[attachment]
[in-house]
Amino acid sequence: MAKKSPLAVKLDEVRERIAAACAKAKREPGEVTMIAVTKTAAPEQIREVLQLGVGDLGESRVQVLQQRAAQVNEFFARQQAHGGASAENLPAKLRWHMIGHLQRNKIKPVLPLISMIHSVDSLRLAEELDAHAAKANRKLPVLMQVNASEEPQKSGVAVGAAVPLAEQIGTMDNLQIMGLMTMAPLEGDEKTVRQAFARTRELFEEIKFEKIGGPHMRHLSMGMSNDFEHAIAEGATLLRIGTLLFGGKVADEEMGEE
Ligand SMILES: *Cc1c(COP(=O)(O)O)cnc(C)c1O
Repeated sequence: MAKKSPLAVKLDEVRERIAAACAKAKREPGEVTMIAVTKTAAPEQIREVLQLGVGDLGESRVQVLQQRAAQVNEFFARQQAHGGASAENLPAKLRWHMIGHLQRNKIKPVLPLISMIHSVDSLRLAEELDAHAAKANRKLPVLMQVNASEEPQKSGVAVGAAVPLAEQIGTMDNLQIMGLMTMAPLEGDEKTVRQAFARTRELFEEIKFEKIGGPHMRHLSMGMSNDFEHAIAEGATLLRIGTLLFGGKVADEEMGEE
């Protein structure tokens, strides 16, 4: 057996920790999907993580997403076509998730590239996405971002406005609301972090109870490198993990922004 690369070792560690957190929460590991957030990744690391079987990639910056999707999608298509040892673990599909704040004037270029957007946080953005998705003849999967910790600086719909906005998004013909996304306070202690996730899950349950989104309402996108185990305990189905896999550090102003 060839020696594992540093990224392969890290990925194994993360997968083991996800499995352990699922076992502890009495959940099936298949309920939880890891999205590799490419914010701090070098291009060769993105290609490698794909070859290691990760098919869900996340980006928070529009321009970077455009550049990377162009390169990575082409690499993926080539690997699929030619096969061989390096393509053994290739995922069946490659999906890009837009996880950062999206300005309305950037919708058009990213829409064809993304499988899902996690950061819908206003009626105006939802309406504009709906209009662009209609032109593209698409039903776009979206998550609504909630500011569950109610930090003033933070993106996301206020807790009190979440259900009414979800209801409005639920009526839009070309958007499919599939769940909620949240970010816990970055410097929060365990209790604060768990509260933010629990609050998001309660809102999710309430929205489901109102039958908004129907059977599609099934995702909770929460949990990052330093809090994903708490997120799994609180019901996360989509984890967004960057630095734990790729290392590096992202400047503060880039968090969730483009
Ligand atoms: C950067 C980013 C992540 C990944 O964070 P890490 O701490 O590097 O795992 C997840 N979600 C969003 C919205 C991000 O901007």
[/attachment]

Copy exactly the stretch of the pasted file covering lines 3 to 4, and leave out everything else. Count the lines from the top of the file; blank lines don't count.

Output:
Ligand SMILES: *Cc1c(COP(=O)(O)O)cnc(C)c1O
Repeated sequence: MAKKSPLAVKLDEVRERIAAACAKAKREPGEVTMIAVTKTAAPEQIREVLQLGVGDLGESRVQVLQQRAAQVNEFFARQQAHGGASAENLPAKLRWHMIGHLQRNKIKPVLPLISMIHSVDSLRLAEELDAHAAKANRKLPVLMQVNASEEPQKSGVAVGAAVPLAEQIGTMDNLQIMGLMTMAPLEGDEKTVRQAFARTRELFEEIKFEKIGGPHMRHLSMGMSNDFEHAIAEGATLLRIGTLLFGGKVADEEMGEE